Francis Cyril Rose
Francis Cyril Rose (1909–1979), also Sir Francis, 4th Baronet of the Montreal Roses, was an English painter vigorously championed by Gertrude Stein. His wife Frederica, Lady Rose (1910–2002) became a well known travel writer, notably on Corsica, under the name of Dorothy Carrington.
Rose was born at Moor Park (Hertfordshire), England. He took up residence as an expatriate in Paris between 1929 and 1936, where he trained under Francis Picabia and José Maria Sert. Francis Rose got his beginning as a set painter for Diaghilev's Ballets Russes. He occasionally collaborated in his work with another English painter, and his sometime lover, Christopher Wood. In the 1930s he travelled with his future wife, Dorothy Carrington, in France, Italy, and North Africa.
In France, Rose became an intimate acquaintance of Gertrude Stein and Alice B. Toklas, the former helping to launch his painting career by commissioning several of his works (most notably a portrait of herself) for her own notable art collection. Her memorable utterance, "Rose is a rose is a rose is a rose" dates from 1913, however, long before her acquaintance with the artist. Rose would go on to have exhibits in Paris, London, and New York. He also worked as an illustrator for a cookbook by Toklas, The Alice B. Toklas Cookbook.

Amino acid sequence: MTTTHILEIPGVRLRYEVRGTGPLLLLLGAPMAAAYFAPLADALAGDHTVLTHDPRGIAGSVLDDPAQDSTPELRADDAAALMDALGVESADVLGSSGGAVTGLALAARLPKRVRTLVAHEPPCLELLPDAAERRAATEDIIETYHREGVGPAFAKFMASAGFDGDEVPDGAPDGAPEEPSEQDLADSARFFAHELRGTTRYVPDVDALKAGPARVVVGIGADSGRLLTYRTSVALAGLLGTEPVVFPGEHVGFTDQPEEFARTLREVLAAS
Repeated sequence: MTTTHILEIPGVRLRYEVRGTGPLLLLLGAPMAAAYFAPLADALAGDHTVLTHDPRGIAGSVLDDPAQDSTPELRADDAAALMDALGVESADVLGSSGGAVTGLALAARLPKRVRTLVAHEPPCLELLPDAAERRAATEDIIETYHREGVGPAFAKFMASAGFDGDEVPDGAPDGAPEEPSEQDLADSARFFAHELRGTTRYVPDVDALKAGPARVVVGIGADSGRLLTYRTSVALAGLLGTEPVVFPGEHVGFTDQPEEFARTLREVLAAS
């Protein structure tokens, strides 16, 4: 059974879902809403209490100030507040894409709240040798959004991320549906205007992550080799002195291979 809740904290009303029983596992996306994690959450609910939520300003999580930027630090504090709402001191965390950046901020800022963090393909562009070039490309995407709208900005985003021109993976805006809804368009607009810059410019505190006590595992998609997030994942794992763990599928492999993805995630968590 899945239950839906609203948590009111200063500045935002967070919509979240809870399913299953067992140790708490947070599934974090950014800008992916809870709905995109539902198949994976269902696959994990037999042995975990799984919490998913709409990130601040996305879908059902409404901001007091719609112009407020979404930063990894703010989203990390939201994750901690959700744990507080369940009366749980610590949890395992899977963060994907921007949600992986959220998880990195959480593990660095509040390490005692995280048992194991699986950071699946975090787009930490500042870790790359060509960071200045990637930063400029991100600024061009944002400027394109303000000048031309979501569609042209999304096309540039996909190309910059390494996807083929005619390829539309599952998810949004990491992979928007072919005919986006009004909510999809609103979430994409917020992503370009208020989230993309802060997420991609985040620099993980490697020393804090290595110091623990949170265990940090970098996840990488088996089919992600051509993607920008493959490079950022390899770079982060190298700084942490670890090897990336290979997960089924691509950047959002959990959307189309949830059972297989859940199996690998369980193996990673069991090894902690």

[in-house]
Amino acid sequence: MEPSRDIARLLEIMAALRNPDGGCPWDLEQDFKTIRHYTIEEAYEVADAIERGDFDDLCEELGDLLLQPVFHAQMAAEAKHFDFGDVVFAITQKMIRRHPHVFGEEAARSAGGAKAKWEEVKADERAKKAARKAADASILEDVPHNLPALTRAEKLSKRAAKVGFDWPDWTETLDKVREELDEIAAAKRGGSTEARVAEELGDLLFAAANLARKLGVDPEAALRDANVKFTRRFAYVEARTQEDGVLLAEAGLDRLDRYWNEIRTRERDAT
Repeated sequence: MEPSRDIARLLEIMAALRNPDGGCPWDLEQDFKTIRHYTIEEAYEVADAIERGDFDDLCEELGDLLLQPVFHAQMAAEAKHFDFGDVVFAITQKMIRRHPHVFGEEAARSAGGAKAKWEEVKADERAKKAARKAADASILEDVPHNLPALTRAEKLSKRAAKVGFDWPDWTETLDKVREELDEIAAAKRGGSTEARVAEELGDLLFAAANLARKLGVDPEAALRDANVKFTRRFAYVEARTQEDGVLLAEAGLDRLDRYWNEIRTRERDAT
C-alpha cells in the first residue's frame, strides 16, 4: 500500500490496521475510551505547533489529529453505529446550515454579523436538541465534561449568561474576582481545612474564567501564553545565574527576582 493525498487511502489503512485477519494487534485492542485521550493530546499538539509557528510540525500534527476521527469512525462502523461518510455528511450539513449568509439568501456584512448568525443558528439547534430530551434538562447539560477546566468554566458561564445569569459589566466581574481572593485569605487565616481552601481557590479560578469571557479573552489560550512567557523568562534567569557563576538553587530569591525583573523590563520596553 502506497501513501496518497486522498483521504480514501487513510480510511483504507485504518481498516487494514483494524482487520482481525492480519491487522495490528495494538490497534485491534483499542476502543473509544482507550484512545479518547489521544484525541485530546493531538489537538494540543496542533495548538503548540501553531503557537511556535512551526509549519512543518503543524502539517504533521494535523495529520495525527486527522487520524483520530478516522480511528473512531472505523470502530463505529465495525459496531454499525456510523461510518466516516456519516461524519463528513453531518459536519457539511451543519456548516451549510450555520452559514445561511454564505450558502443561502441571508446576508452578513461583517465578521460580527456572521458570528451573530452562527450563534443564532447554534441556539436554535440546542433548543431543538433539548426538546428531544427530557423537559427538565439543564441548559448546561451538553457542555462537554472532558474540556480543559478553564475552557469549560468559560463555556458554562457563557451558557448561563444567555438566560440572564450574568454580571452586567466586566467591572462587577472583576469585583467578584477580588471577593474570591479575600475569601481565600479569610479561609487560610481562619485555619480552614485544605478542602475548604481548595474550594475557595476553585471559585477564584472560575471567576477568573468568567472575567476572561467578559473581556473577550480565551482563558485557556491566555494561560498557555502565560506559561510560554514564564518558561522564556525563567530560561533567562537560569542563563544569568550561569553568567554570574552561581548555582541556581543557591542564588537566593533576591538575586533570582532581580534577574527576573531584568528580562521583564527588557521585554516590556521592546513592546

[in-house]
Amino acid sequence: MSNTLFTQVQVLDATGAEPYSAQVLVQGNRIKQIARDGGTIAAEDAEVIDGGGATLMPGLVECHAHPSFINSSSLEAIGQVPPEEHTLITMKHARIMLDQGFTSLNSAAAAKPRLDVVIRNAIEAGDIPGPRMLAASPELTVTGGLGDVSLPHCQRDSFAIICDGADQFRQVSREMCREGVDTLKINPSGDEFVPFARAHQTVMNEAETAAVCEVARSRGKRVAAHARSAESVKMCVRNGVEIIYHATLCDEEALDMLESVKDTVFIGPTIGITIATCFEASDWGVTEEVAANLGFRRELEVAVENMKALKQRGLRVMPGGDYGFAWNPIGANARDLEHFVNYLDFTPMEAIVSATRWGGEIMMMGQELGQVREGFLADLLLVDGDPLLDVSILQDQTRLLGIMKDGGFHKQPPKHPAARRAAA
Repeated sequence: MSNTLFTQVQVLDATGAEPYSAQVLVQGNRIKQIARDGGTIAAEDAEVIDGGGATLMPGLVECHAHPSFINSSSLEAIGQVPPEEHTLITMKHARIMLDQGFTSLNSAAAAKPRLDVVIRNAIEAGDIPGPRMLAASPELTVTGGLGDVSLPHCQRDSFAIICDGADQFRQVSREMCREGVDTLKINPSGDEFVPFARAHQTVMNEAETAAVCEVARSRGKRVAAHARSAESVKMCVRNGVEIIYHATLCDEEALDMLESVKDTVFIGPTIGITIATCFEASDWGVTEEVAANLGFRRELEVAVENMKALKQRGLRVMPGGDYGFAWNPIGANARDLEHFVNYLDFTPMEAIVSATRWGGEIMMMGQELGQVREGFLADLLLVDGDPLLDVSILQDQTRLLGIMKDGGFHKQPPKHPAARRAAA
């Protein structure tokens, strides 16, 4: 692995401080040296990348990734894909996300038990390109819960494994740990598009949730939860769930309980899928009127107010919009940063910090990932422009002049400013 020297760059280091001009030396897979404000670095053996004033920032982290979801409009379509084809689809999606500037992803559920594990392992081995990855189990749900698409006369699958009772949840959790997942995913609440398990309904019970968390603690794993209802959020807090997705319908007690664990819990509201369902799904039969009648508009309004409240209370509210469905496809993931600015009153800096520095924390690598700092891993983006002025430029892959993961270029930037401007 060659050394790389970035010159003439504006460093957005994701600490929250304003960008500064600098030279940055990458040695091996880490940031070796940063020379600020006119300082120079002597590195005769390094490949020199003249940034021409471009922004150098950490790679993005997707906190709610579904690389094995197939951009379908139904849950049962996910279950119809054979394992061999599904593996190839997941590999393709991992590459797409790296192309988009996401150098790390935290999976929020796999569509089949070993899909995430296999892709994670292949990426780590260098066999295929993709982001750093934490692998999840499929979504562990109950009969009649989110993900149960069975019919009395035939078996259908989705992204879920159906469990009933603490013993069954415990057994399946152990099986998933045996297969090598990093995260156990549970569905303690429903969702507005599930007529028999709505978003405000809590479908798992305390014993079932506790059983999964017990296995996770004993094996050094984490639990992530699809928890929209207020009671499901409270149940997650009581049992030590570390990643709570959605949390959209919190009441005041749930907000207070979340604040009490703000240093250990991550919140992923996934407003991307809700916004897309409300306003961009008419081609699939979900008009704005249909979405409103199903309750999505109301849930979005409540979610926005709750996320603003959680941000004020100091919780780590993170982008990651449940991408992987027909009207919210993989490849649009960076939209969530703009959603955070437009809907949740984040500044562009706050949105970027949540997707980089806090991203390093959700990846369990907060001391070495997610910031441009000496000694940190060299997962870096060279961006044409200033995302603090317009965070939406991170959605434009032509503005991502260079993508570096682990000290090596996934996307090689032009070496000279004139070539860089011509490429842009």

Rose married the writer Dorothy Carrington in 1942. Alice Toklas for one was greatly enthusiastic about Rose's marriage to "Frederica" (Carrington), noting that the marriage had done Rose "a world of good." But Rose was a noted homosexual and the marriage eventually foundered. They divorced in 1966. Rose spent his final years in penury, helped along by certain friends, among them Cecil Beaton. Some of his paintings today form part of the Yale University Art Gallery (Stein-Toklas collection) and the Fine Arts Museums of San Francisco.
In 1961 Rose published a memoir, Saying Life.
- Justin Spring. 2010. Secret Historian: the Life and Times of Samuel Steward, professor, Tattoo Artist. and Sexual Renegade. New York: Farrar, Straus and Giroux, p. 97.